Trump’s national emergency sets a dangerous precedent for partisan politics

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Unsatisfied with the bipartisan agreement to allocate roughly $1.4 billion towards new barriers on the U.S.-Mexico border, President Donald Trump declared a national emergency in order to get the full amount of funding that he requested in order to build his infamously advertised wall. This executive order overrides the powers of Congress, which served as one of the biggest blockades in the struggle for Trump to get his wall constructed. In addition to Trump forcing down the obstacles that stood in the way of getting his wall, White House officials claimed that this declaration would relocate money meant for things such as military construction projects and counternarcotics programs towards the wall as well, bringing Trump’s current budget for the wall to a whopping $8 billion.

Trump has not only further devalued the foundational ideas of a democracy by using such aggressive tactics to fund a wildly unpopular border wall; the president is also setting a worrisome standard for the balance of powers that may continue even after Trump leaves office. President Trump is not the sole cause of the extremely partisan climate plaguing Capitol Hill right now, but he has done nothing but escalated this division, and in doing so, highlighted disappointing behavior from both major political parties in America.

Aside from the fact that many have expressed public outrage over a seemingly nonexistent emergency, what’s also worth noting in Trump’s most recent political strategy is the concerning standard he could be instilling in a political environment that has already shifted to the point of hyper-partisanship. In his speech where he declared the national emergency, Trump even made the point of saying that “I didn’t need to do this, but I’d rather do it much faster… I just want to get it done faster, that’s all.” The president himself confirmed that this wasn’t a legitimate emergency, but rather a means to efficiently fund his wall, which significantly undermines the importance of this executive power.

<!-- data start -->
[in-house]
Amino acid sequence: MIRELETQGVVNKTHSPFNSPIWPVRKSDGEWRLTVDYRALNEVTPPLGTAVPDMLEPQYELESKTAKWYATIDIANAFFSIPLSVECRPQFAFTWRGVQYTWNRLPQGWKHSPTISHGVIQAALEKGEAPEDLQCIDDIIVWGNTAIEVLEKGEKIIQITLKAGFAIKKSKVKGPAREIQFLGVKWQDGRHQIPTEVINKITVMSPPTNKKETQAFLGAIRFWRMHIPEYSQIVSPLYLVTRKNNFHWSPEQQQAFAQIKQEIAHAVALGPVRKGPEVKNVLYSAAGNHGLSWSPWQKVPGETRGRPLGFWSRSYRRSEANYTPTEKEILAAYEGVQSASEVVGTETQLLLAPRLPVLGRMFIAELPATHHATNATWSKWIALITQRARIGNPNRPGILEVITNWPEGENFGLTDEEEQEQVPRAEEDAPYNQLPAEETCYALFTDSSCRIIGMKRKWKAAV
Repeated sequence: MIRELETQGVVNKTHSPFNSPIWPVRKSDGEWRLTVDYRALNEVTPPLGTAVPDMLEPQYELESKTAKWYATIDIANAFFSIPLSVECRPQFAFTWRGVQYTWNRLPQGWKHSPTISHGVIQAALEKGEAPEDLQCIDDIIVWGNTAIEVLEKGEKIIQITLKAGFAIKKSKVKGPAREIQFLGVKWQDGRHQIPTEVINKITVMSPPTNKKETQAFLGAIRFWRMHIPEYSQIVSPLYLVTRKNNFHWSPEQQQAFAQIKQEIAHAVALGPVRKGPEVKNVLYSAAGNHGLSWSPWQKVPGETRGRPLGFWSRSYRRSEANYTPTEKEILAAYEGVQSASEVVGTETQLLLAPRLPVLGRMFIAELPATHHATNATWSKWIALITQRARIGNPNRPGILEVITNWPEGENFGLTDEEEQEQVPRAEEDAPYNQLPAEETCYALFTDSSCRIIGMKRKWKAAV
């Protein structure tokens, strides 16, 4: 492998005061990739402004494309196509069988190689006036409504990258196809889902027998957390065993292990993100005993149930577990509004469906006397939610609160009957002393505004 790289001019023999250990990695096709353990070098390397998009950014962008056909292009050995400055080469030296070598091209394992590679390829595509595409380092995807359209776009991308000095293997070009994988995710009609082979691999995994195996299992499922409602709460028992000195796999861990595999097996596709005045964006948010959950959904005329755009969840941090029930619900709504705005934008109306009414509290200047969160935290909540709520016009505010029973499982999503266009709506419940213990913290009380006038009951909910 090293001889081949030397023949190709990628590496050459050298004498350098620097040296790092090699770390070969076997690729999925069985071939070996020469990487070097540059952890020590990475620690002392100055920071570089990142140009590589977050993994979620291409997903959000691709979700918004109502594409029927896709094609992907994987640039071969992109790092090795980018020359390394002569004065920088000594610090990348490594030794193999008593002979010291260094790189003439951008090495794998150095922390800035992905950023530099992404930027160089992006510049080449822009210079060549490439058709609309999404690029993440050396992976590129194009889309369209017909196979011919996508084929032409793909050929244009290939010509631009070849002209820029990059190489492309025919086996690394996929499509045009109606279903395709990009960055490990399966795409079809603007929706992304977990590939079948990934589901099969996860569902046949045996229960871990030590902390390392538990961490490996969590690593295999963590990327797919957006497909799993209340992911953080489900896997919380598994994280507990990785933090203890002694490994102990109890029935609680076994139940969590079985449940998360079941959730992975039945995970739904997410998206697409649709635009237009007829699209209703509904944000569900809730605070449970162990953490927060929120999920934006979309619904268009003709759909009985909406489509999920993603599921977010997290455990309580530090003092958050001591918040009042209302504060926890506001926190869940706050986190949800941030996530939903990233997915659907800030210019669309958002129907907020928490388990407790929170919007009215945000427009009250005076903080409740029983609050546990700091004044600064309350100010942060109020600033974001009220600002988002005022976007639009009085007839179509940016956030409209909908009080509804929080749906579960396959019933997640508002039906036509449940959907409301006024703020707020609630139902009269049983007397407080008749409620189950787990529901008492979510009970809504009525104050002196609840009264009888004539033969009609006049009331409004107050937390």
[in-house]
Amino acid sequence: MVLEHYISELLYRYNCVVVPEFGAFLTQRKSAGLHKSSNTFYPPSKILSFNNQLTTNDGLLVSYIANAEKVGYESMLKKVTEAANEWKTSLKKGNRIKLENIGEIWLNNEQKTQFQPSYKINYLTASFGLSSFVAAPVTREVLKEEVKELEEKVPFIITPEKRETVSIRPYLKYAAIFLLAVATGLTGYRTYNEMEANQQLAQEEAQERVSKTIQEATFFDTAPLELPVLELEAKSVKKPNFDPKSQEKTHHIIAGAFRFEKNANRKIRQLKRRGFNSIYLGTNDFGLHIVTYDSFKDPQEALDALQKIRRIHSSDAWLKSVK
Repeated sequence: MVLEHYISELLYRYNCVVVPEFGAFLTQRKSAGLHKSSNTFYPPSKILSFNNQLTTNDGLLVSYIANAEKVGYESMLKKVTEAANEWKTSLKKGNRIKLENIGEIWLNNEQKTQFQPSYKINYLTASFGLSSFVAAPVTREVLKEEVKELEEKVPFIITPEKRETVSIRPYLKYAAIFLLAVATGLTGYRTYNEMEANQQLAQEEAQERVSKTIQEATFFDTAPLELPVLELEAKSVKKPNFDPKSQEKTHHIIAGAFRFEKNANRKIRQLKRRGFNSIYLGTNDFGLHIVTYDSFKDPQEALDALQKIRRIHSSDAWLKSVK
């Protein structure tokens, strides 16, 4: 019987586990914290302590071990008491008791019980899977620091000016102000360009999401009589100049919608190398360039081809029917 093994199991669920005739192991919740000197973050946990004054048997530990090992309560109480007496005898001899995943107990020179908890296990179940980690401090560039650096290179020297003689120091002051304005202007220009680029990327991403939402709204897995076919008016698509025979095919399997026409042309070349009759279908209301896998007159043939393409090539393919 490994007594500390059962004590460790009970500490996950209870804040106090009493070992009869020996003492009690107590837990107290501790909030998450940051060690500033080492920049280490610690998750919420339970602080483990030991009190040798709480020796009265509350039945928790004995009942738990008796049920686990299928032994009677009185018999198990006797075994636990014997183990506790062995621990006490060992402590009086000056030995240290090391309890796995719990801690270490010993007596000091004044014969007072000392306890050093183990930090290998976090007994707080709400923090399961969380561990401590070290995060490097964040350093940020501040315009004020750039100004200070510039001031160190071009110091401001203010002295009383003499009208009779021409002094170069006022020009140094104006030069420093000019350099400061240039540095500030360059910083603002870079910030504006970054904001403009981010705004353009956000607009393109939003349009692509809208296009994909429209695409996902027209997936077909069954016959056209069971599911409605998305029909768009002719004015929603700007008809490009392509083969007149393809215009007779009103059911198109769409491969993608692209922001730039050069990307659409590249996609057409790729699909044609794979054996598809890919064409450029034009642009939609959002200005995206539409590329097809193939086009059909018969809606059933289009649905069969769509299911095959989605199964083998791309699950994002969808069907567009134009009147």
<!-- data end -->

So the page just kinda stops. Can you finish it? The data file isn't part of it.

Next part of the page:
This obvious abuse of power is now being challenged both in lawsuits and House resolutions, but Trump has shown no signs of bowing to any opposing forces that may come against him or his wall. Pertaining to the resolution introduced by the House to try and block the national emergency, Trump said that he would “one hundred percent” veto it. Some might say that Trump’s actions may only be representative of him and his governing style. But the way he’s choosing to behave in addition to the shifting ideologies of the Democratic and Republican parties may be indicative of a decline in the willingness to negotiate and have collaborative bipartisan efforts. It’s already shown in the Gallup polls how wide the partisan gap has grown over this past decade in relation to certain issues, some of which have been plastered all over the media for its extremely divisive debates. The biggest splits are shown in areas concerning healthcare, immigration, gun laws, abortion and taxes. Even when Trump eventually leaves office, there is a credible concern for whether the next president, regardless of the party association, is also going to weaponize national emergencies in order to achieve personal agendas. What further drives this startling theory is the amount of issues that feature major partisan cleavages; this emphasizes how disagreement will remain resoundingly present regardless of who takes office in 2020 and beyond. It’s only a matter of whether presidents to come will also declare nonsensical national emergencies in order to push legislation past an uncooperative legislature.